The Street Where I Grew Up: Mark Radcliffe, 64, radio presenter

The street where I grew up: Mark Radcliffe, 64, radio presenter, author and musician shares memories of Towncroft Lane, Bolton

We lived on the outskirts of Bolton but it felt semi-rural – you could see up to the West Pennine Moors and there was a plant nursery opposite us where we’d play and create imaginary worlds. Ours was a bumpy, unmade road, but the great thing was hardly any cars came down it, so we’d always be outside, racing bogies [home-made go-karts] down the hill and on Guy Fawkes Night we’d build a bonfire in the road.

Our house was a three-bedroom semi, with a little-used lounge with my dad’s precious stereo in it, a sofa and my mum’s piano, plus a dining room with a television and a small kitchen. It was a big moment when my mum persuaded my dad to get a serving hatch installed between the kitchen and the dining room – it saved that all-important 12ft walk-round.

Mum worked as a pharmacist but ran the house when we were young and always cooked for us. I remember her shepherd’s pie in a Pyrex dish with fork lines in the mash on top, and I still have the same breakfast now as then – Scott’s Porage Oats with Lyle’s Golden Syrup, then two toast and marmalade.

Radio presenter and author Mark Radcliffe (pictured) has opened up about his childhood home in Towncroft Lane, Bolton

I’ve always been drawn to gnomes, elves and pixies. As a child I was a big fan of the Rupert Bear Annual and the magical worlds he strayed into. I still get it every year and read it on Christmas night.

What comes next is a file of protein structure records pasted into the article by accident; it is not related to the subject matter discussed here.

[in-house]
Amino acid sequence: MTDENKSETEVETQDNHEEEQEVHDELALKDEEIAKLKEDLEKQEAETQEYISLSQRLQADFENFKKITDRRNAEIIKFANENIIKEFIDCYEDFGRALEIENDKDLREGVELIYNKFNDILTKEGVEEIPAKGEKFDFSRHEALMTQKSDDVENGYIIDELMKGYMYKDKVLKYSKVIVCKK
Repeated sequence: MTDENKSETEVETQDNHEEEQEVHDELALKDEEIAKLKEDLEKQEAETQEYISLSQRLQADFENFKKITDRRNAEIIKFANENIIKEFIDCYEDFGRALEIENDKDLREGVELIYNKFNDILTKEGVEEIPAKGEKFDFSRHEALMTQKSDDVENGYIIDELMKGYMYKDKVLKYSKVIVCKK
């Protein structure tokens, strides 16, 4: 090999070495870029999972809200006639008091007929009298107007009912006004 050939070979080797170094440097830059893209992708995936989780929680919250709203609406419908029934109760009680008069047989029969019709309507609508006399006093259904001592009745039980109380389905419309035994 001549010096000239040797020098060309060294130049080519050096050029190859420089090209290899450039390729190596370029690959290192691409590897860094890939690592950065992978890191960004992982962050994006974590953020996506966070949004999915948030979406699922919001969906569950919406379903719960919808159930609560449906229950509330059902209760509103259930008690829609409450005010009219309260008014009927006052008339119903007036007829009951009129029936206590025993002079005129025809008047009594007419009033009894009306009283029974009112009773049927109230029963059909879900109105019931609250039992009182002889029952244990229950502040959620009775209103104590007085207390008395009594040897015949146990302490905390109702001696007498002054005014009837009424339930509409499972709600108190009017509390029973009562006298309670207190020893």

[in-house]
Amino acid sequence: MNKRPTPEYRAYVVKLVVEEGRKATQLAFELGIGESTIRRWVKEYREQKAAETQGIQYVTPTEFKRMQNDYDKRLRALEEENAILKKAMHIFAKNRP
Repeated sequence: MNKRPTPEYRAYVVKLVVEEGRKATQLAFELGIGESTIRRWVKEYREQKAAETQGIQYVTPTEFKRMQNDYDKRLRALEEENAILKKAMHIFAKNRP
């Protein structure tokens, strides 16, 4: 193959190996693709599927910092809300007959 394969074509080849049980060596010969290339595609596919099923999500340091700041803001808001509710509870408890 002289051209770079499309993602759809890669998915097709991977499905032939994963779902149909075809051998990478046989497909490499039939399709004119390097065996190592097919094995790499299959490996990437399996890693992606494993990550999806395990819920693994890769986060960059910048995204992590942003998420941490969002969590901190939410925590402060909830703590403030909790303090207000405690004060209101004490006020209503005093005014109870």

One summer I spent all my holiday money in Bournemouth on a garden gnome which I kept in my room, I didn’t want to abandon it to the elements. For this picture I was probably thinking I’d embellish what could be a boring photo with my sister Jaine in our garden by holding a gnome – I liked to perform as a child.

There were pictures of Rupert Bear and Bolton Wanderers football team in the bedroom I shared with my younger brother Joe, and I was a fan of The Monkees so I also had a collage of pictures from Monkees Monthly. I don’t think my brother had much choice, I was quite bossy. I bickered with Jaine a lot but we’re very close now, while Joe was very quiet. My mum said that when she took him out in the car as a baby she used to keep turning to look at him to check he was still alive.

For this picture, Mark revealed how he 'liked to perform as a child' and 'probably thought he would embellish' on what would otherwise be 'a boring photo' with his sister (above)

For this picture, Mark revealed how he ‘liked to perform as a child’ and ‘probably thought he would embellish’ on what would otherwise be ‘a boring photo’ with his sister (above)

My parents were very tolerant when I took up the drums. I had a Ringo Starr red plastic snare drum – when you hit it you smacked Ringo in the face, which seemed a bit cruel. I’d play along to Top Of The Pops, and to singles on my Pye record player. Mum and Dad bought me second-hand drums one at a time. One Christmas it was a bass drum, but then I had to wait until my birthday to get a pedal for it, so for six months I just kicked it.

I had a Ringo Starr snare drum. When you hit it, you smacked him in the face

There was lots of music in the house. My mum loved Andy Williams while my dad toured with The Beatles as a journalist. He was a classical music critic and he liked jazz and folk music storytellers. When I was young he took me to orchestral concerts and to see Gerry And The Pacemakers. It may be apocryphal, but apparently he said we could see them or The Beatles and I chose them, probably because I’d heard them on the radio. With all due respect, I regret I missed the chance to see The Beatles.

As told to Andrew Preston


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